SALISBURY — For Greg Alcorn, founder and CEO of ApSeed Inc., a newly forged partnership with Rowan Vocational Opportunities is a dream come true.
ApSeed is a local nonprofit organization that provides electronic readers loaded with literacy apps to at-risk children to age 4. Since its founding two years ago, ApSeed has relied on volunteers to customize and load software to its devices.
But organizing a group of volunteers and coordinating a time became a logistical problem as ApSeed grew and started distributing more devices. Now, Alcorn said, that’s no longer a problem.
“You might have 15 volunteers, you might have two. This way, we’re able to control that step,” he said.
ApSeed is now a contracted customer with Rowan Vocational Opportunities, a local nonprofit agency that helps train people with disabilities in life and occupational skills.
“It’s great. It’s really helped. … It’s community networking at its best — a nonprofit helping a nonprofit,” Alcorn said.
At Rowan Vocational Opportunities, clients work out of a converted classroom in an assembly-line style. They unbox and program each device before settling it in its bright blue, custom cover.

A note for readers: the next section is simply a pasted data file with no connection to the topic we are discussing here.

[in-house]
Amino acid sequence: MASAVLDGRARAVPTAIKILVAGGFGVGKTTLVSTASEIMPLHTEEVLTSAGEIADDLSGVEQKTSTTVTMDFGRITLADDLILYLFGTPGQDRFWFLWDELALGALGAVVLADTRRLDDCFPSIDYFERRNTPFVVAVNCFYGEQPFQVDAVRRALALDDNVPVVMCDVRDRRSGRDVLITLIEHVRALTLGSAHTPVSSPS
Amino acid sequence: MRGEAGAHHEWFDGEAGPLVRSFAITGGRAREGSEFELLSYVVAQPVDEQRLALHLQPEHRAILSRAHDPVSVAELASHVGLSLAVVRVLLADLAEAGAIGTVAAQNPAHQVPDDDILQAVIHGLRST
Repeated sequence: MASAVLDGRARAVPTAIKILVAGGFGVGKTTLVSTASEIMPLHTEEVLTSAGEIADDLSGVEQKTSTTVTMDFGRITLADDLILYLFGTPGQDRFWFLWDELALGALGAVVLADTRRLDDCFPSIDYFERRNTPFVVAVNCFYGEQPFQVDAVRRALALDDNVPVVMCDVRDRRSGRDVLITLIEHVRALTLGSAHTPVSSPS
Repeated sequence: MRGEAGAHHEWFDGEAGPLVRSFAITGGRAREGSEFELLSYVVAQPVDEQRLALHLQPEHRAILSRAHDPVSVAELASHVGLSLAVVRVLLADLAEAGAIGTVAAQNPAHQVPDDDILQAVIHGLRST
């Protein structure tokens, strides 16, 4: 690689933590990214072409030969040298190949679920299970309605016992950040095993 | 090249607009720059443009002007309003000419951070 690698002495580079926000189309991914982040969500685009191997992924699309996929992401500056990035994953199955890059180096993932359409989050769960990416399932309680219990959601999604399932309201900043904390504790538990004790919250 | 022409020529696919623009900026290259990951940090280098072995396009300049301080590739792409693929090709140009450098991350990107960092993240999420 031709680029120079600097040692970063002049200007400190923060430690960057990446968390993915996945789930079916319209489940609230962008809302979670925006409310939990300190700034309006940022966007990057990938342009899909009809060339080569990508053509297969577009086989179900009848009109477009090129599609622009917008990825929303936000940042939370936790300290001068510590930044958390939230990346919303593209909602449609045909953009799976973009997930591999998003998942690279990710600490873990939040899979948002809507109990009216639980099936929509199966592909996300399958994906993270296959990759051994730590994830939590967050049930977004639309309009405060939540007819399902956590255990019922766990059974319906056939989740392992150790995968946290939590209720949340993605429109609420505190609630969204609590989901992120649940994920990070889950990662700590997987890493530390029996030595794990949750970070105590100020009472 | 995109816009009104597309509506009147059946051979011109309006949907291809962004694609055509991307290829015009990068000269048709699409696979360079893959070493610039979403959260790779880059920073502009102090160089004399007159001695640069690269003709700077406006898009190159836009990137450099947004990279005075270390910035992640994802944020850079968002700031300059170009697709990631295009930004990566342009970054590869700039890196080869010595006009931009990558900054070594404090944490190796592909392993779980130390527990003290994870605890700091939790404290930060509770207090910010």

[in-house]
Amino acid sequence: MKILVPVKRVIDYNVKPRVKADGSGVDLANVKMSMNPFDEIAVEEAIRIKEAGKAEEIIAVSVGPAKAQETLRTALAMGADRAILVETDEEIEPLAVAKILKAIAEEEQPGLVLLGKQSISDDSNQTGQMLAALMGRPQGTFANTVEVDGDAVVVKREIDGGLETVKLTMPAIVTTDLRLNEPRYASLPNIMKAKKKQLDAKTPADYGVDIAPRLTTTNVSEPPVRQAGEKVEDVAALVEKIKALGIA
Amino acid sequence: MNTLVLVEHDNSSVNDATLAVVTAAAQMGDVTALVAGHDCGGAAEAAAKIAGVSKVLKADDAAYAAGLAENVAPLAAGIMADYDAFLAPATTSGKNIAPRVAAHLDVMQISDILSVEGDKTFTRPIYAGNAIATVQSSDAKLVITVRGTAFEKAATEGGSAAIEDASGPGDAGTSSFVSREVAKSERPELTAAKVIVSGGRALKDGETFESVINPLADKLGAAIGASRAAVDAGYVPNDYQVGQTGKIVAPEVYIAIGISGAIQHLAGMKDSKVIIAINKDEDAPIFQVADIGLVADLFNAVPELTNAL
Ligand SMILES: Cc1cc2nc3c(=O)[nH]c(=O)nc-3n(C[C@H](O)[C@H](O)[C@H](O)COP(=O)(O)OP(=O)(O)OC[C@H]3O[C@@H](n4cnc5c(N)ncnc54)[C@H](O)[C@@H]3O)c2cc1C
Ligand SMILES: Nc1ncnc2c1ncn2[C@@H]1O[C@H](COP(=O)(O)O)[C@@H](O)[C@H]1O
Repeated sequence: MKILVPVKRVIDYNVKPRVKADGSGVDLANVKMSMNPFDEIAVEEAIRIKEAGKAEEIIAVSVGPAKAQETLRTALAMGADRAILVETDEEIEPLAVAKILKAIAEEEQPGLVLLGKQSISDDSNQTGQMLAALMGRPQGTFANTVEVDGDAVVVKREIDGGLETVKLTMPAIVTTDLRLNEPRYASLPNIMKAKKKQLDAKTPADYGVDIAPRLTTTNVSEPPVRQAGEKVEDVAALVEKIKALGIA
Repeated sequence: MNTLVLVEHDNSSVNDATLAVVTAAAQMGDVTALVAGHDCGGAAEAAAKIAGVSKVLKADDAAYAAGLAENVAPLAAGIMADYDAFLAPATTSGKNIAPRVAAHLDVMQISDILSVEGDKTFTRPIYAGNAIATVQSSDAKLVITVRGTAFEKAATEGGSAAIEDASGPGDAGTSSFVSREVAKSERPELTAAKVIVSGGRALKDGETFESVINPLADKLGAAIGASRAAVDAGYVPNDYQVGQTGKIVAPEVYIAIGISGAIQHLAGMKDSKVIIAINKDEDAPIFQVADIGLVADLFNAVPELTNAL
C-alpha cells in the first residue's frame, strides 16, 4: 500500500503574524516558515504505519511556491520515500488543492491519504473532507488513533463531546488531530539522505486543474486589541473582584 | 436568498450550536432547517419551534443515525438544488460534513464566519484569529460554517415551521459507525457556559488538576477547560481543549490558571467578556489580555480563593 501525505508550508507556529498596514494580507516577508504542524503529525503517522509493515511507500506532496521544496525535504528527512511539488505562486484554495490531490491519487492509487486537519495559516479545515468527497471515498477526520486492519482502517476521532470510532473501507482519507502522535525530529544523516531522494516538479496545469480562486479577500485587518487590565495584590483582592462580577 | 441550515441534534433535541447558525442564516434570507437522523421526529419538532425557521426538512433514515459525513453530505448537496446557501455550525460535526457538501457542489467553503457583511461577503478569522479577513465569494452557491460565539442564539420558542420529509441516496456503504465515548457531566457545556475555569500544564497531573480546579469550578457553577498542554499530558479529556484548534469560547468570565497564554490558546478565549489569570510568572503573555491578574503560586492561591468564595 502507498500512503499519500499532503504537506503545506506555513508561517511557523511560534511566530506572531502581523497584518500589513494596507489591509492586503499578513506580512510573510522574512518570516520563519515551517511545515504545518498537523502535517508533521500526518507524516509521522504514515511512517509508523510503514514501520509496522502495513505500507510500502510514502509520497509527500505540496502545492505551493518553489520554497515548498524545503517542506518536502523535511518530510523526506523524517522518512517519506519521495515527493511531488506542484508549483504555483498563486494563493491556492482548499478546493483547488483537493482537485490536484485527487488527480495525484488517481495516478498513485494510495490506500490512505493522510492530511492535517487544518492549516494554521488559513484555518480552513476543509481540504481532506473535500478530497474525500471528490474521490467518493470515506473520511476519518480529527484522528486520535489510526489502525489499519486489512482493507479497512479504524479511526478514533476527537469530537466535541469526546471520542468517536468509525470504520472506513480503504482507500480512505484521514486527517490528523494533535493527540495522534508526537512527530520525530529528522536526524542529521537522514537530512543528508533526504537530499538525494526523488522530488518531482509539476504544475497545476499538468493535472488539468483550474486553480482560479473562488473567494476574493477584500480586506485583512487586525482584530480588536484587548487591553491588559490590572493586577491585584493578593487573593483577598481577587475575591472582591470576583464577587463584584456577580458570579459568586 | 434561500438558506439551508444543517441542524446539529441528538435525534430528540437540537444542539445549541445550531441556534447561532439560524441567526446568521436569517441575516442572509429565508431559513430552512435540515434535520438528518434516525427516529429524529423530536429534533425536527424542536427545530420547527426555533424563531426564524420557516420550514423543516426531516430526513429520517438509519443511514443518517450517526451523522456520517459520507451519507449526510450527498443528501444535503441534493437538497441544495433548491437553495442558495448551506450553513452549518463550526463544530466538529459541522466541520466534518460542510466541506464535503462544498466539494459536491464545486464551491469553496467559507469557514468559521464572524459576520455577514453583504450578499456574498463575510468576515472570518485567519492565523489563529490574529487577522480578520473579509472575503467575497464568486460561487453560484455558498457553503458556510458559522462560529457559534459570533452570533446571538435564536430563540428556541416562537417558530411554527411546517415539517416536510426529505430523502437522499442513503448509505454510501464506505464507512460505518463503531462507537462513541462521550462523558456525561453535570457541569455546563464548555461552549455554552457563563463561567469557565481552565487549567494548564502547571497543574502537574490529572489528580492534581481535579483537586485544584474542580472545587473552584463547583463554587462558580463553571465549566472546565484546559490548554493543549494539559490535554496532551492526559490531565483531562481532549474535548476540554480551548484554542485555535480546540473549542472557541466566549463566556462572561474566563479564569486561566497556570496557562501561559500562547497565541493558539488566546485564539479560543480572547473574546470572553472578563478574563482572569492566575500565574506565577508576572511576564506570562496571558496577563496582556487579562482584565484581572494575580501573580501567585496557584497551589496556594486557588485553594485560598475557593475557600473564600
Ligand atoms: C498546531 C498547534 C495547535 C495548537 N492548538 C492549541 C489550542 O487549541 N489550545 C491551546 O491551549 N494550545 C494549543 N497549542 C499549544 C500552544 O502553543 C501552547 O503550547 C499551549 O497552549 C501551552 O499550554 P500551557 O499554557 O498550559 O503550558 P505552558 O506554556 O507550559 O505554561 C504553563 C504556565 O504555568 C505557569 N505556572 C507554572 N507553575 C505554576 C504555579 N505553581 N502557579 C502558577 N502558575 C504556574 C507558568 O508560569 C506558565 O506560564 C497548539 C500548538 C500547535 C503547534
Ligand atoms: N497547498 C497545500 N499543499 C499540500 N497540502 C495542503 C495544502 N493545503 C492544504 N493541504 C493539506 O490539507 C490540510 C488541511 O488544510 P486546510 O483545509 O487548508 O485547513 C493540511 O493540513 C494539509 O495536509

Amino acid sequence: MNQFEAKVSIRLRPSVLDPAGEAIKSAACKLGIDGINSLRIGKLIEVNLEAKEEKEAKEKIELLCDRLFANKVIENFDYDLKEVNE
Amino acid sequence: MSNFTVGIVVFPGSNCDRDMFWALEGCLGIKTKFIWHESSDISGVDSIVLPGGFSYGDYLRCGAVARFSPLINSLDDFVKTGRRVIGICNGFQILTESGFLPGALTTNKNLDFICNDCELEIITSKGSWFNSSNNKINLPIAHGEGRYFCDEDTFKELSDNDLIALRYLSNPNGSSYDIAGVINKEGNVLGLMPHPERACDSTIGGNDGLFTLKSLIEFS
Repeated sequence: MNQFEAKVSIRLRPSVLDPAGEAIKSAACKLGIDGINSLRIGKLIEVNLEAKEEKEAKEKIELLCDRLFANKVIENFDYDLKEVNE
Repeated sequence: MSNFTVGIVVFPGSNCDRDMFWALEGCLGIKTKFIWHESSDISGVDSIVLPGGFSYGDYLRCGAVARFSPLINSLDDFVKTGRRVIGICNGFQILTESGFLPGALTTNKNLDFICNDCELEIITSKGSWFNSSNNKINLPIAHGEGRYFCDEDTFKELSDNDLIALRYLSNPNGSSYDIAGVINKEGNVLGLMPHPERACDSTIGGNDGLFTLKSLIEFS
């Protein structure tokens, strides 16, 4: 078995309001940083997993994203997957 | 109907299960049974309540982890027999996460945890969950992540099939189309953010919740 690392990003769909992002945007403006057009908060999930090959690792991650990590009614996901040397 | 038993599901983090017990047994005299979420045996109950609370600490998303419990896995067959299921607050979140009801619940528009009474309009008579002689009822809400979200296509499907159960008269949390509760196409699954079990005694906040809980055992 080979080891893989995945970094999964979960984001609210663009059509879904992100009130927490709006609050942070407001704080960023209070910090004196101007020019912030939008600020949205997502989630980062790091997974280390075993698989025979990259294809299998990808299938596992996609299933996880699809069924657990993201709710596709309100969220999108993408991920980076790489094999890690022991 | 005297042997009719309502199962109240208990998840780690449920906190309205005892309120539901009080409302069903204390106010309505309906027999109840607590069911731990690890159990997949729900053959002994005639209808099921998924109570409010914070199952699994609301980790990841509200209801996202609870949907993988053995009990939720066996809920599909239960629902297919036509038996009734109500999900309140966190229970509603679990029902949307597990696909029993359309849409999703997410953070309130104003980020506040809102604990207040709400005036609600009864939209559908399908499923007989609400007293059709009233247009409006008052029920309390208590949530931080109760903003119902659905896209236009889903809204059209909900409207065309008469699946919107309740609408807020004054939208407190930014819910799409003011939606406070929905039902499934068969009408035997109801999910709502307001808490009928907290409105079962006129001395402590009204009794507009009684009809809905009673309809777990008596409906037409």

“It’s kind of like any other vendor or contracted company we get involved with,” said Greg Yelton, executive director of Rowan Vocational Opportunities.
ApSeeds’ current shipment is its largest yet — 2,500 devices, or “seedlings,” that will be disturbed in Rowan and Davie counties.
Clients are trained in their job and gradually speed up as they learn the ropes. The contract helps provide clients with a paycheck, a steady job and a chance to socialize. And each product goes through a quality check before it’s boxed and shipped.
“We want it to go back to our customers perfect,” Yelton said.
Yelton said that some people are skeptical of the work at Rowan Vocational Opportunities, but he and the clients who work there brush it off and push themselves to be the best they can be.
“We specialize in proving people wrong,” Yelton said.
So far, Yelton said, clients have programmed and packaged about 1,032 seedlings.
“At first, they were doing 10 a day, and by the third week, they were doing 100 a day,” Alcorn said. “So they’ve gotten to where they’re taking a huge step for Appleseed.”
Rowan Vocational Opportunities also has a warehouse and the ability to move large numbers of devices at a time — something that ApSeed has lacked, previously apart from a partnership with Rowan-Salisbury Schools.
The partnership with ApSeed started in May, and both Alcorn and Yelton said it played into what the organizations are all about.
“This sort of fit with our mission of helping those who can’t help themselves,” Yelton said.
Alcorn said he’s in awe that the partnership is helping two different demographics that are often overlooked — at-risk children and people with disabilities.
“It’s a dream partnership for us,” Alcorn said. “It gives me goose bumps to know that we can use (RVO) to support, as my mother called it, the voiceless demographic.”